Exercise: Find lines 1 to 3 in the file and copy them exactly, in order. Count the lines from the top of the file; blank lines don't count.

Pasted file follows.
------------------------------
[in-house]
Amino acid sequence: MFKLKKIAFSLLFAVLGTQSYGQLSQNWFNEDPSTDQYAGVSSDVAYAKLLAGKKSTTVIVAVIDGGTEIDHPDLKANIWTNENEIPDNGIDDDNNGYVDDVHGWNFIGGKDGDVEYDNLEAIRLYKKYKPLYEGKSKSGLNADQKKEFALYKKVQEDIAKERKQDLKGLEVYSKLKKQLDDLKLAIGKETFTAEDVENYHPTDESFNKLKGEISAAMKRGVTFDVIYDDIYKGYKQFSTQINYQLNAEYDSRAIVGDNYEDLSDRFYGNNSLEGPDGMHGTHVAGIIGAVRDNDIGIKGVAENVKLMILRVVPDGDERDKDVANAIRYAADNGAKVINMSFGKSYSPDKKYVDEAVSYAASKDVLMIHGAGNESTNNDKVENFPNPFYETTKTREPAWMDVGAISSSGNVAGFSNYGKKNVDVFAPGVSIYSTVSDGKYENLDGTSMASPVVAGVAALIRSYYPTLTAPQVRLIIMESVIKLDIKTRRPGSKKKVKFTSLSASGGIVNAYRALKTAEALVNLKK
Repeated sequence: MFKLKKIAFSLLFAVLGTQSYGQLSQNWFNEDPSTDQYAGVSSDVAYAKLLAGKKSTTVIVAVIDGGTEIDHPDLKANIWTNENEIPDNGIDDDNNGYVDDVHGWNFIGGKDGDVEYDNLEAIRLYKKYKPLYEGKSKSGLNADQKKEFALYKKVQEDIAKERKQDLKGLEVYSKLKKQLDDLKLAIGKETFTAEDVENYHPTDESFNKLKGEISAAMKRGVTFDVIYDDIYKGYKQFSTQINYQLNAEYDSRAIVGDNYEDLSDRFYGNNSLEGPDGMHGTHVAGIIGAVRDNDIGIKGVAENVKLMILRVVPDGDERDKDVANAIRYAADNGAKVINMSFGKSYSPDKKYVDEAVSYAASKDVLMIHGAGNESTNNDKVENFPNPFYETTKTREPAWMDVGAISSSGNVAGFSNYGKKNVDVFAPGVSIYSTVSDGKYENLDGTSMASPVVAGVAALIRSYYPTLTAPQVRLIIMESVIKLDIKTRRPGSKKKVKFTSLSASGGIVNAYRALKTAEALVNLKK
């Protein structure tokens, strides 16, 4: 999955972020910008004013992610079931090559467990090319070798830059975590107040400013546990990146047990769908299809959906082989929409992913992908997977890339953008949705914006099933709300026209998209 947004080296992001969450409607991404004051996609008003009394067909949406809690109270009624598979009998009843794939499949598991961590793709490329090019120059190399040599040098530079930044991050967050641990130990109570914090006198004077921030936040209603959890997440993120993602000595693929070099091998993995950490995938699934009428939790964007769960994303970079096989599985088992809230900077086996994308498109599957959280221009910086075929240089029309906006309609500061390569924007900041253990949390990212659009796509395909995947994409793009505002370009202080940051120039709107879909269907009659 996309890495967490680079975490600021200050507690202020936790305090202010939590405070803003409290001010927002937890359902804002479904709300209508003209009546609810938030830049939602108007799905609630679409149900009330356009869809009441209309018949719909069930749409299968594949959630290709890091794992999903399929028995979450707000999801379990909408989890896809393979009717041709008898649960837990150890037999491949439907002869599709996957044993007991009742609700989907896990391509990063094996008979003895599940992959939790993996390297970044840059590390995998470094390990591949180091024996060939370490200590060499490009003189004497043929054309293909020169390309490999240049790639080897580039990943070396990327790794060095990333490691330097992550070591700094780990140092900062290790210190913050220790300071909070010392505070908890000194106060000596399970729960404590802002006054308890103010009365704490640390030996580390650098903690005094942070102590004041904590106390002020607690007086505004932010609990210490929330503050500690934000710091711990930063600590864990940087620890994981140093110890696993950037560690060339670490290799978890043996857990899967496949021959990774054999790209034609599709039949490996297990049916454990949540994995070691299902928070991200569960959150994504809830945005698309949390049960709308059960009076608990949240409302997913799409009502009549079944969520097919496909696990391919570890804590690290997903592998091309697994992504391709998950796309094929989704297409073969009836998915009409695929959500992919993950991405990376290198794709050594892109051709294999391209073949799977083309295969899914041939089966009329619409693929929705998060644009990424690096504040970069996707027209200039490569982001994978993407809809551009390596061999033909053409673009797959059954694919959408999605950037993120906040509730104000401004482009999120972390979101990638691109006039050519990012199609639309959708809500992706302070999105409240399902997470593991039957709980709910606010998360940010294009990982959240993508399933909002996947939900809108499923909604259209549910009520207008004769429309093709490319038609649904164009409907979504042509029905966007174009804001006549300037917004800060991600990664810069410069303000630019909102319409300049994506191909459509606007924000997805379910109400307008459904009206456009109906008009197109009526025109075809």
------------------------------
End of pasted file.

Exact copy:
[in-house]
Amino acid sequence: MFKLKKIAFSLLFAVLGTQSYGQLSQNWFNEDPSTDQYAGVSSDVAYAKLLAGKKSTTVIVAVIDGGTEIDHPDLKANIWTNENEIPDNGIDDDNNGYVDDVHGWNFIGGKDGDVEYDNLEAIRLYKKYKPLYEGKSKSGLNADQKKEFALYKKVQEDIAKERKQDLKGLEVYSKLKKQLDDLKLAIGKETFTAEDVENYHPTDESFNKLKGEISAAMKRGVTFDVIYDDIYKGYKQFSTQINYQLNAEYDSRAIVGDNYEDLSDRFYGNNSLEGPDGMHGTHVAGIIGAVRDNDIGIKGVAENVKLMILRVVPDGDERDKDVANAIRYAADNGAKVINMSFGKSYSPDKKYVDEAVSYAASKDVLMIHGAGNESTNNDKVENFPNPFYETTKTREPAWMDVGAISSSGNVAGFSNYGKKNVDVFAPGVSIYSTVSDGKYENLDGTSMASPVVAGVAALIRSYYPTLTAPQVRLIIMESVIKLDIKTRRPGSKKKVKFTSLSASGGIVNAYRALKTAEALVNLKK
Repeated sequence: MFKLKKIAFSLLFAVLGTQSYGQLSQNWFNEDPSTDQYAGVSSDVAYAKLLAGKKSTTVIVAVIDGGTEIDHPDLKANIWTNENEIPDNGIDDDNNGYVDDVHGWNFIGGKDGDVEYDNLEAIRLYKKYKPLYEGKSKSGLNADQKKEFALYKKVQEDIAKERKQDLKGLEVYSKLKKQLDDLKLAIGKETFTAEDVENYHPTDESFNKLKGEISAAMKRGVTFDVIYDDIYKGYKQFSTQINYQLNAEYDSRAIVGDNYEDLSDRFYGNNSLEGPDGMHGTHVAGIIGAVRDNDIGIKGVAENVKLMILRVVPDGDERDKDVANAIRYAADNGAKVINMSFGKSYSPDKKYVDEAVSYAASKDVLMIHGAGNESTNNDKVENFPNPFYETTKTREPAWMDVGAISSSGNVAGFSNYGKKNVDVFAPGVSIYSTVSDGKYENLDGTSMASPVVAGVAALIRSYYPTLTAPQVRLIIMESVIKLDIKTRRPGSKKKVKFTSLSASGGIVNAYRALKTAEALVNLKK